Alt-country/jam is littered with middling acts with inexplicable popularity: your Dr. Dogs (QRO live review), your Deer Ticks (QRO photos) – which is why it’s so great when you stumble upon a lesser-known act that’s not only doing the sound well, but better & better, like Lexington/D.C. outfit These United States (who’ve actually opened on a bill with both Dr. Dog & Deer Tick – QRO photos). One of the more prolific bands out there, they’ve grown from the stripped singer/songwriter of debut A Picture of the Three of Us At the Gate To the Garden of Eden in 2008, putting out two records last year, the strong, up-tempo Crimes (QRO review) and the even stronger Everything Touches Everything (QRO review), with their live show (QRO live review) improving as well. Unfortunately, this growth trend couldn’t last, and the heightened expectations dash the band’s latest, What Lasts, a good record that isn’t the great one you were kind of expecting at this point.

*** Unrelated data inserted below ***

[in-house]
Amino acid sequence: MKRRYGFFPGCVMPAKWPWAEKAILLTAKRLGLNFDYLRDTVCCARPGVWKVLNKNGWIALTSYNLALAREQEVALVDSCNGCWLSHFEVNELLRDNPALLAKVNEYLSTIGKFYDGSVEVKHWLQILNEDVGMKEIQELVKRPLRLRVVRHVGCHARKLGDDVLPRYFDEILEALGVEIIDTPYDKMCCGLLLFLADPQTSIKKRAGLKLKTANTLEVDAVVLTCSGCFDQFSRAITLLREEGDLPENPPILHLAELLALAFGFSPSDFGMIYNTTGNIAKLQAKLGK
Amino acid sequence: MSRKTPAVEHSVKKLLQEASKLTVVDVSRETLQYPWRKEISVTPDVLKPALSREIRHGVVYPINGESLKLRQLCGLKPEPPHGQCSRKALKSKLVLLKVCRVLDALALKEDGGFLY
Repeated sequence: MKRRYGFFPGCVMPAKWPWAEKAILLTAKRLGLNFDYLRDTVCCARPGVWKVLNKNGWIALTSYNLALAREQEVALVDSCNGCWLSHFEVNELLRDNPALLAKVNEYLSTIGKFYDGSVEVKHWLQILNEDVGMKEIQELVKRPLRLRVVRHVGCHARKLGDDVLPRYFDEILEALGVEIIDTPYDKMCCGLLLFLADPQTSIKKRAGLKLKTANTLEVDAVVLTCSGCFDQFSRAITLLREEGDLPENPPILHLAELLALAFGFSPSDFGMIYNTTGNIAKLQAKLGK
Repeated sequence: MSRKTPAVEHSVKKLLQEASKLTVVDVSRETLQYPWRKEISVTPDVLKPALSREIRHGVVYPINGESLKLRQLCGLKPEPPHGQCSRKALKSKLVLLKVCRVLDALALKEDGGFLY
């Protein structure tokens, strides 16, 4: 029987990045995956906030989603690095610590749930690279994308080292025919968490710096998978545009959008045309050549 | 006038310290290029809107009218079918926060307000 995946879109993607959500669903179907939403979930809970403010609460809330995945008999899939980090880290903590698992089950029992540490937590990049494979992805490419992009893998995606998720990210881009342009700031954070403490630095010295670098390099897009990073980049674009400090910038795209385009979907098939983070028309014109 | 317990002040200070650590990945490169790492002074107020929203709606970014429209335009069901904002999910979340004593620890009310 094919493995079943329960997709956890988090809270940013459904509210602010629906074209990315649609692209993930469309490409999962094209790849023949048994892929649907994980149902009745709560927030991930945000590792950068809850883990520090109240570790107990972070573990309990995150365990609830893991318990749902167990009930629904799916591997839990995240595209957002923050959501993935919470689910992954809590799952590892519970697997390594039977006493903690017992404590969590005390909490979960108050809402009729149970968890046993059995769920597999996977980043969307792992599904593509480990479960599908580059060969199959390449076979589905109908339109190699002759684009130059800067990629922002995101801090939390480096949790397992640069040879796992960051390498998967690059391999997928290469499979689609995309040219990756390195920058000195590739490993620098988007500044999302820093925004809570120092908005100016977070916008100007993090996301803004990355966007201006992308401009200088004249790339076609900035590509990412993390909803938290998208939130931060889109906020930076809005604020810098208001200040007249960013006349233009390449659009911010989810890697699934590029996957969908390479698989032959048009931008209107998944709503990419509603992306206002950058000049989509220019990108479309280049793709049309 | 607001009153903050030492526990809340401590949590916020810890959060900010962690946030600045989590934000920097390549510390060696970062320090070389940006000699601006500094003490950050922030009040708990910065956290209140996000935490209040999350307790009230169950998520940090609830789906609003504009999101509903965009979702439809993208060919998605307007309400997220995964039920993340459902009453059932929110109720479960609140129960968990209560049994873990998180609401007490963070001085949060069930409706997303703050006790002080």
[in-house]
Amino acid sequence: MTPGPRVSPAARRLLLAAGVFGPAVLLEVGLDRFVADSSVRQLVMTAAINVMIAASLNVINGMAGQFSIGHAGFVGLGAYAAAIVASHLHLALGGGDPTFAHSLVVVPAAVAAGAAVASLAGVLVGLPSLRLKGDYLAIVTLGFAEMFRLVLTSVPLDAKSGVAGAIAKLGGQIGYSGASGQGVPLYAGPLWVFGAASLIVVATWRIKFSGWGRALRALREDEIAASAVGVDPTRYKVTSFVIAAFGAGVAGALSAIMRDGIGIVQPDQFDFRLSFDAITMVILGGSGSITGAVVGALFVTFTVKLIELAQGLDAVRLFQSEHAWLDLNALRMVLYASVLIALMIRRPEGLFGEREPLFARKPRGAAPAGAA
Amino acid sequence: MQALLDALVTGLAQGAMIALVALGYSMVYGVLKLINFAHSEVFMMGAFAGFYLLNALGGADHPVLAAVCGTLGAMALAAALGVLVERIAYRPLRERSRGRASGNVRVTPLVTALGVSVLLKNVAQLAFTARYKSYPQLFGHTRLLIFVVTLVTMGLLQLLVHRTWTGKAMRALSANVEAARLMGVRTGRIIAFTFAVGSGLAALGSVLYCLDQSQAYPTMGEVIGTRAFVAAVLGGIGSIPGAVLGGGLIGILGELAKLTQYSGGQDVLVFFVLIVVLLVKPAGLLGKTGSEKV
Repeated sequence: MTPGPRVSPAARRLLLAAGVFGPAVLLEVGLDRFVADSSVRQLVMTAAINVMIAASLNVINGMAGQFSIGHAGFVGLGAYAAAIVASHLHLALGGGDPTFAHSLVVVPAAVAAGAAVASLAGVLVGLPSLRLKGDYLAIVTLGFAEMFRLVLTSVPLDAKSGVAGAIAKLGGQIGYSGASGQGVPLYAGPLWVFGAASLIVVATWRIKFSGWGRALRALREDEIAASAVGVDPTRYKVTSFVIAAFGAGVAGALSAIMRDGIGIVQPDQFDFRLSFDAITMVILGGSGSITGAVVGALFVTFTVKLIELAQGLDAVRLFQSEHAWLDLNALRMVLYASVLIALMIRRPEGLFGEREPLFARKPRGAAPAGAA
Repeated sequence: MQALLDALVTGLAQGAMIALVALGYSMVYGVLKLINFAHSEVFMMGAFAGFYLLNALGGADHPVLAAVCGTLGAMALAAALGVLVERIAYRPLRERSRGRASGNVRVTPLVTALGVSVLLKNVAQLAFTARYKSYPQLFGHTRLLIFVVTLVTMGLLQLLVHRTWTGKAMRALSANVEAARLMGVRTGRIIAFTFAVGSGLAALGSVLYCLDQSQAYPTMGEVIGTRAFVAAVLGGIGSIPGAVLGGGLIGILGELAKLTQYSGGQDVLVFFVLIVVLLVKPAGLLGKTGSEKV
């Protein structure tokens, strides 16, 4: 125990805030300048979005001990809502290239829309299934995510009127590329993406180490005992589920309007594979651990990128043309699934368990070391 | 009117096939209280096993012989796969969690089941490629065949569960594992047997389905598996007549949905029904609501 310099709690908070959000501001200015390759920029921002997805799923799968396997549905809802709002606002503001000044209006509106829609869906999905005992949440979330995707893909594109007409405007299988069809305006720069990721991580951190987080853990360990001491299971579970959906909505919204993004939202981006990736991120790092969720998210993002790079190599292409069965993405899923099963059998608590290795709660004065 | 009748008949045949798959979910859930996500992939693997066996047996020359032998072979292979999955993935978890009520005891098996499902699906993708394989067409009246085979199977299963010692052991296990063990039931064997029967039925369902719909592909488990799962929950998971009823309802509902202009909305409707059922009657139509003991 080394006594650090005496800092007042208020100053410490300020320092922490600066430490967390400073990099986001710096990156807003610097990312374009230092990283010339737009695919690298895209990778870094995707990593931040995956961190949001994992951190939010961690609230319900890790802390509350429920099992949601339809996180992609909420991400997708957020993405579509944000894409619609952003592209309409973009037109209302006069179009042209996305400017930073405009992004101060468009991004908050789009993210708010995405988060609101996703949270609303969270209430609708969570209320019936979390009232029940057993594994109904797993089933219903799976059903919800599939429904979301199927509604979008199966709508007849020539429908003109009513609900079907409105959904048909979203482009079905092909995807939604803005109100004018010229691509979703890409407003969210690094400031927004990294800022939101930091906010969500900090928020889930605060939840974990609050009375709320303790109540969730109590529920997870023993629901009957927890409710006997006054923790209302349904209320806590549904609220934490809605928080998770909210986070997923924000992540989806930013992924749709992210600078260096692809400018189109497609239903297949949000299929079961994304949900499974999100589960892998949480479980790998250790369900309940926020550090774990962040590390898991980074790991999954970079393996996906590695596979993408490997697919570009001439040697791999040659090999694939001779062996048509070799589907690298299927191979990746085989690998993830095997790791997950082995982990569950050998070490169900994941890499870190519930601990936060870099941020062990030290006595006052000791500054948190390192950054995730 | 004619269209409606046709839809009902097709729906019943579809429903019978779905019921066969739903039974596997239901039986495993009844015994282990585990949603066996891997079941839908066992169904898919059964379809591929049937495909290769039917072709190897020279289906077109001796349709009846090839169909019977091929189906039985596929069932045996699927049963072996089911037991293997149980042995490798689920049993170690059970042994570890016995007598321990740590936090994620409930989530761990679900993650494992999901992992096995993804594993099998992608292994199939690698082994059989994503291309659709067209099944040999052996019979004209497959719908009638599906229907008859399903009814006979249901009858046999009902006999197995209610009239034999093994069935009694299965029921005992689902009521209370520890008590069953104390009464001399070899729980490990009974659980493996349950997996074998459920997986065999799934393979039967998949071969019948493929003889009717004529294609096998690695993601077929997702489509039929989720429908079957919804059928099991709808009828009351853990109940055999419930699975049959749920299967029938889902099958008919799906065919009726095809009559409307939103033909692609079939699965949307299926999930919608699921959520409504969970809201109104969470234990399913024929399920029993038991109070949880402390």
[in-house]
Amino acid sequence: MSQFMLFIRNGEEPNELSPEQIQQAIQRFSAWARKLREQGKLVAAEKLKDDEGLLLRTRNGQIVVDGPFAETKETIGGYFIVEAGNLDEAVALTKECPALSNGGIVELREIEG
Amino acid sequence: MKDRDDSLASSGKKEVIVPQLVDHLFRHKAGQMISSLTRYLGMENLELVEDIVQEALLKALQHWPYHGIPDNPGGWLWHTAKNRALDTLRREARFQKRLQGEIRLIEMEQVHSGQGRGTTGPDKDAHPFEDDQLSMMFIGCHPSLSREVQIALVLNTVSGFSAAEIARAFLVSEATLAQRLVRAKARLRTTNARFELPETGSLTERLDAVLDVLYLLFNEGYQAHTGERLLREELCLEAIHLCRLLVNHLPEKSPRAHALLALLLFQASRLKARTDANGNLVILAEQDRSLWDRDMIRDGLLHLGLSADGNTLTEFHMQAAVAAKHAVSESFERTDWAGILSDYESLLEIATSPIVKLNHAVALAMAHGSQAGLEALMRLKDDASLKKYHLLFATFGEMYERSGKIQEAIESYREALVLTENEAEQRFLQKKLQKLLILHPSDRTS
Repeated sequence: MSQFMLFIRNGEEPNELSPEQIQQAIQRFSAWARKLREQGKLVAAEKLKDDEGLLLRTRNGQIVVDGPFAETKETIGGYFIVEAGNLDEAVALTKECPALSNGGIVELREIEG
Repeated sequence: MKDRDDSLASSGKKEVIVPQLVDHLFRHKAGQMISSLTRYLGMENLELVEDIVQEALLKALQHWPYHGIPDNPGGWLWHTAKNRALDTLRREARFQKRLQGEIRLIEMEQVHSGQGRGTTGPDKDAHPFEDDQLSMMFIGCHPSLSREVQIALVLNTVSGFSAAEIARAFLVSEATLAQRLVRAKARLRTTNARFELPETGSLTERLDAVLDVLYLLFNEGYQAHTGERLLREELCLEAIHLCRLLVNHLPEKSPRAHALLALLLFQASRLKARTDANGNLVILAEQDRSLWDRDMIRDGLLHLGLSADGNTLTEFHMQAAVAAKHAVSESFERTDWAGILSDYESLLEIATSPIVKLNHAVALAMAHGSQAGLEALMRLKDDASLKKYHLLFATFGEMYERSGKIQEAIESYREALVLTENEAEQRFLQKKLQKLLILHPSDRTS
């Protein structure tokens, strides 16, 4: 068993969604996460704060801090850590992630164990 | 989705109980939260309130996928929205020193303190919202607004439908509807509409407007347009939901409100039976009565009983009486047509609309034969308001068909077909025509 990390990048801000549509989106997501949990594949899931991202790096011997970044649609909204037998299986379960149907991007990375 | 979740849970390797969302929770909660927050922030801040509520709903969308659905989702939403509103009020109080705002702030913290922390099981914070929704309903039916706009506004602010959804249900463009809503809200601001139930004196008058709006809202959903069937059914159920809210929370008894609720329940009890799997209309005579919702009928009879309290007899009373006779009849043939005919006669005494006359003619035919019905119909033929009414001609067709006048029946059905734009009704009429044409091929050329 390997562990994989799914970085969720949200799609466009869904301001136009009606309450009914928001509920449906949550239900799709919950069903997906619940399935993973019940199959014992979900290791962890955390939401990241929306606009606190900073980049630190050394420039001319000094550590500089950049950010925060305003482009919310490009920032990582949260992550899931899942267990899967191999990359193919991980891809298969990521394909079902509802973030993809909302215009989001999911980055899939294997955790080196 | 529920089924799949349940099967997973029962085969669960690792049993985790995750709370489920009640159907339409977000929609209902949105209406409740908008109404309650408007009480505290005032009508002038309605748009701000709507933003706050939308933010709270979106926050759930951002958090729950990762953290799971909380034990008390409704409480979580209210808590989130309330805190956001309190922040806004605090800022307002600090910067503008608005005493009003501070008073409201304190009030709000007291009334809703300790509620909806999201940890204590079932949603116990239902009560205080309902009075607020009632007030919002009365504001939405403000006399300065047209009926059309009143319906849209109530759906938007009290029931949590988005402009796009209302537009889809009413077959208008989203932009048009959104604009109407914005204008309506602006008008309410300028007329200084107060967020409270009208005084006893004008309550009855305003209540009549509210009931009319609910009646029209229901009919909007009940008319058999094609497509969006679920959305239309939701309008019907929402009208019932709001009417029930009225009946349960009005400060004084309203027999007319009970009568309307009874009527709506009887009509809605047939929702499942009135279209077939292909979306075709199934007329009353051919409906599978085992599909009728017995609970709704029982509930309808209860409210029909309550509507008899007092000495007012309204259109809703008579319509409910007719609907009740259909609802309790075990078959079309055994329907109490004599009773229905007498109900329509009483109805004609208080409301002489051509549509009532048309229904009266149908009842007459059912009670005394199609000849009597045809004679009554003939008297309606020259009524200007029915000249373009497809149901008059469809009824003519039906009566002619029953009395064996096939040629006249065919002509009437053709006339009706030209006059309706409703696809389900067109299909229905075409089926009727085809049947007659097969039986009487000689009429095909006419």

T.U.S.’s improvement was mostly tied to their embrace of an upswing party to their indie-country/jam in pieces like Crimes‘s "Honor Amongst Thieves" & Everything‘s "I Want You To Keep Everything", but What Lasts wanes up that trend. Yet what does it replace it with? The sweet sway of pieces like opener "Nobody Can Tell" or "Life&Death She&I" (which features vocals from burgeoning alt-country star Dawn Landes – QRO spotlight on), or the loss-sway of "Just This" or the title track are nice, but that’s all they really are – nice, and fail to stand out. Meanwhile, the indie-jam stomp "One You Believe", toe-tapping "The Great Rivers", or up-tick road-speed party closer "Water & Wheat" are all good, but These United States has done better.
There’s very little that’s bad about What Lasts (the slow & sweet "What Do You Want With My Heart" is a bit boring), and it would be impressive in the hands of many of the often-middling acts in the indie-country/jam arena. But These United States have raised expectations to the point where a good record like this somehow doesn’t feel like enough.
MP3 Stream: "Water and Wheat"